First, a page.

Cheesecake Factory, Fed minutes — What you need to know on Wednesday

Markets Reporter
Yahoo Finance

Markets will look to bounce back on Wednesday after a disappointing start to a holiday-shortened week.

Walmart (WMT) shares got smoked on Tuesday, falling 10% and weighing on the Dow as the blue-chip index fell over 1%, losing 254 points. The benchmark S&P 500 lost 0.6% while the tech-heavy Nasdaq was just barely in the red, falling 0.07%.

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Walmart’s results weighed on other members of the retail space, with Target (TGT) falling almost 3%, Kroger (KR) losing 4%, and Costco (COST) dropping about 1.8% to start the week. Shares of Amazon (AMZN), however, gained 1.4% on Tuesday in a down market.

On Wednesday, investors will have a calmer earnings calendar but some economic news to digest, with the minutes from the most recent Federal Reserve meeting due out at 2:00 p.m. ET, while the January reading on existing home sales and the initial looks at service sector and manufacturing activity in February due out in the morning.

On the earnings side, Garmin (GRMN), Dish Network (DISH), Host Hotels (HOST), and Cheesecake Factory (CAKE) will be the biggest names reporting.

Earnings from The Cheesecake Factory will be a highlight for investors after the market close on Wednesday. REUTERS/Fred Prouser
Earnings from The Cheesecake Factory will be a highlight for investors after the market close on Wednesday. REUTERS/Fred Prouser

BlackRock upgrades U.S. stocks

BlackRock (BLK), the world’s largest asset manager, upgraded its outlook on the U.S. stock market on Monday.

Writing in a note as equity markets in the U.S. were closed in observations of the Presidents Day holiday, BlackRock’s Richard Turnill said the firm took its view on the U.S. stock market to overweight from neutral on the back of extremely strong earnings revisions that have been announced during the fourth quarter earnings period.

“Our U.S. upgrade boils down to a fundamental story underpinned by earnings growth,” Turnill said. “An added bonus: U.S. valuations look slightly more attractive after the February stock market swoon. Economic strength was already changing the tone of earnings momentum, but U.S. tax cuts and government spending plans lit a fire under the trend.”

Turnill cited the following chart, which shows the huge upward earnings revision made this quarter and said more U.S. large cap companies are giving positive outlooks relative to those giving negative outlooks than at any point since BlackRock’s data series began in 1988.

 

Earnings revisions have been overwhelming positive during fourth quarter earnings season, leading BlackRock to upgrade its view on the U.S. stock market. (Source: BlackRock)
Earnings revisions have been overwhelming positive during fourth quarter earnings season, leading BlackRock to upgrade its view on the U.S. stock market. (Source: BlackRock)

The call from BlackRock is notable for a few reasons, not the least of which is because with about $5 trillion in assets under management, how the firm sees prospects for the world’s largest stock market is almost certain to impact sentiment.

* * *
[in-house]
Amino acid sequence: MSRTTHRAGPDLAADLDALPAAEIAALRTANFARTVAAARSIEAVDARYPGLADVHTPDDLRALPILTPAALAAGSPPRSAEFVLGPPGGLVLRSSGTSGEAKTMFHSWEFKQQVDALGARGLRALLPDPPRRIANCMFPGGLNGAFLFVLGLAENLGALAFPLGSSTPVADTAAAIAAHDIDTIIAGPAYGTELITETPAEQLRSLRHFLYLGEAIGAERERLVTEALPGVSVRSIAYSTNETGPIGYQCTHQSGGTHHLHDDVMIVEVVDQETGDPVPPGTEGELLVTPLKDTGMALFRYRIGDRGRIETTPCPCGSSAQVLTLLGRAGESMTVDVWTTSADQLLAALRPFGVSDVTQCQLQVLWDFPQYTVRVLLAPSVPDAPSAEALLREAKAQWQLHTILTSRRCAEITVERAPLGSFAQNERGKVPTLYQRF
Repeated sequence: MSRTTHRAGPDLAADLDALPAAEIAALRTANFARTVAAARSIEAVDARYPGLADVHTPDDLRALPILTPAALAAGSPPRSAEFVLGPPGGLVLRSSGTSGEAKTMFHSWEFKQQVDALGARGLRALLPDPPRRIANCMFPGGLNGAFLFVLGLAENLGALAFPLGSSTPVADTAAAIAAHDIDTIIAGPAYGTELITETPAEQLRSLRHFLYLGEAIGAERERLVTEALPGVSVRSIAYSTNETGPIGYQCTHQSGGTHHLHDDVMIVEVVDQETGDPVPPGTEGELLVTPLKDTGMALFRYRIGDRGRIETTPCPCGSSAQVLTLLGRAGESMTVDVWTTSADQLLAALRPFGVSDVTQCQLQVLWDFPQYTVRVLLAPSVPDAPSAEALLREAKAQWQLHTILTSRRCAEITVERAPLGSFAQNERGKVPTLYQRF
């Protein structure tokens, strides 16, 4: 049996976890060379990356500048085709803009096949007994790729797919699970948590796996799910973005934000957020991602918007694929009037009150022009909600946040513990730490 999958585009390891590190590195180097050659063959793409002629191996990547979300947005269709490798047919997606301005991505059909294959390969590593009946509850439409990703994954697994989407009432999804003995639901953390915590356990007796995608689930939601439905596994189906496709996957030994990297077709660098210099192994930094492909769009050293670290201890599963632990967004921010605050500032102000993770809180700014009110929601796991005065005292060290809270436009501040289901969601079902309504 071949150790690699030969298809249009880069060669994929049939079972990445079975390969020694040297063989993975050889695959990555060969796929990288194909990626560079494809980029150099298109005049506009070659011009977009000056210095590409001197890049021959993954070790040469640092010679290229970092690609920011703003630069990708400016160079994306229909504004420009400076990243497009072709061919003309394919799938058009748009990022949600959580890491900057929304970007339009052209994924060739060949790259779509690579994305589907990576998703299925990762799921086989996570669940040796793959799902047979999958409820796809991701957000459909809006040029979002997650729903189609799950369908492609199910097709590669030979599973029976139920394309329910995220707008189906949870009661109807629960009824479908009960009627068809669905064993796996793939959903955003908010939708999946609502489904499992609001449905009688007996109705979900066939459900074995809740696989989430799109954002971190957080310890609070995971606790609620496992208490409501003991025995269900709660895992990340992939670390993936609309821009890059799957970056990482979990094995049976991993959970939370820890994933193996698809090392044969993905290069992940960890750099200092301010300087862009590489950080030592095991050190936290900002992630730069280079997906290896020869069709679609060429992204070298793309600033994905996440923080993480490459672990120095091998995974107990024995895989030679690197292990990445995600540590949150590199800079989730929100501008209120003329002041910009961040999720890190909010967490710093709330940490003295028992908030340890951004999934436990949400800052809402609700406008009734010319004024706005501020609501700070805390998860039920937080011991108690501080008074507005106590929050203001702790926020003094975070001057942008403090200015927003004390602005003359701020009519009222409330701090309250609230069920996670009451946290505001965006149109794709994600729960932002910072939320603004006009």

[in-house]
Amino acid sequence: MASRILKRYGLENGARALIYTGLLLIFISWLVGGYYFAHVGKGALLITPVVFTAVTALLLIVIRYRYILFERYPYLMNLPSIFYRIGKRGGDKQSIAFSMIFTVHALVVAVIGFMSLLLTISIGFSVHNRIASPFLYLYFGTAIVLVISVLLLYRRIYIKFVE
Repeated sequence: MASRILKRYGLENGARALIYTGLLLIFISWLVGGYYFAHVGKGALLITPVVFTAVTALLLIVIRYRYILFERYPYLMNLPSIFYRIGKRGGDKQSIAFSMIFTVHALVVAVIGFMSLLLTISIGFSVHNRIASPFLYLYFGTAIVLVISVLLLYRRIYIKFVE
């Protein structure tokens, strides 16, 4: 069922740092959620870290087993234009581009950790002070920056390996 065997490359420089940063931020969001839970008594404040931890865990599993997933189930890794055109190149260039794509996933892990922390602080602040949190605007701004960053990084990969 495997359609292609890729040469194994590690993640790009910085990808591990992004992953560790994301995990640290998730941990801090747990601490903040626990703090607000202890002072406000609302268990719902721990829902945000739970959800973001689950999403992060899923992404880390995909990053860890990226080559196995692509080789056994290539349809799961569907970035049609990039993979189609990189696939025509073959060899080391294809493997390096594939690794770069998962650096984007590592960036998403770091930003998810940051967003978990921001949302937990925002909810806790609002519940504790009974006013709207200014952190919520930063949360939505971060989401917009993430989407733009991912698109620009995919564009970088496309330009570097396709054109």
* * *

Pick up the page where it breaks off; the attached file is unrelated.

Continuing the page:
But the call also comes at a very interesting time for markets. Stocks have bounced hard off a low hit on February 8 following a sharp, abrupt 10% decline. Additionally, some investors have begun to ask questions about the “fundamentals” — i.e. economic growth, earnings growth, and tax cuts — and whether they put the market on ground as solid as has been assumed by so many.

The view from BlackRock is a resounding yes. “We believe the coming positive effects of new U.S. tax and spending plans are still under-appreciated by markets,” Turnill said.

“Valuations are certainly still at the top end of their historical range and we see little scope for equity multiples in the U.S., or most other regions, to expand further. But we find earnings growth matters more than valuations over shorter time horizons at this stage of the bull market.”

We’ve written recently about how work out of Bank of America Merrill Lynch shows that stock returns don’t often coincide with really strong earnings periods. Which makes some sense — stock markets anticipate strong results rather than react to them in real time.

The view from Turnill, however, essentially argues that this time is different.

The tax cuts passed by the Trump administration late last year add additional fuel to a market rally that was already responding to strong economic growth and solid earnings trends. Unlike other bull markets, then, when multiple-expansion — that is, stocks rising in price as investors assume ever better future results — is needed to drive prices higher in the final stages, this market is getting a boost on bottom line.

Which, to most analysts, makes the attractiveness of stocks plain to see. How the market takes these signals is another question.

Myles Udland is a writer at Yahoo Finance. Follow him on Twitter @MylesUdland

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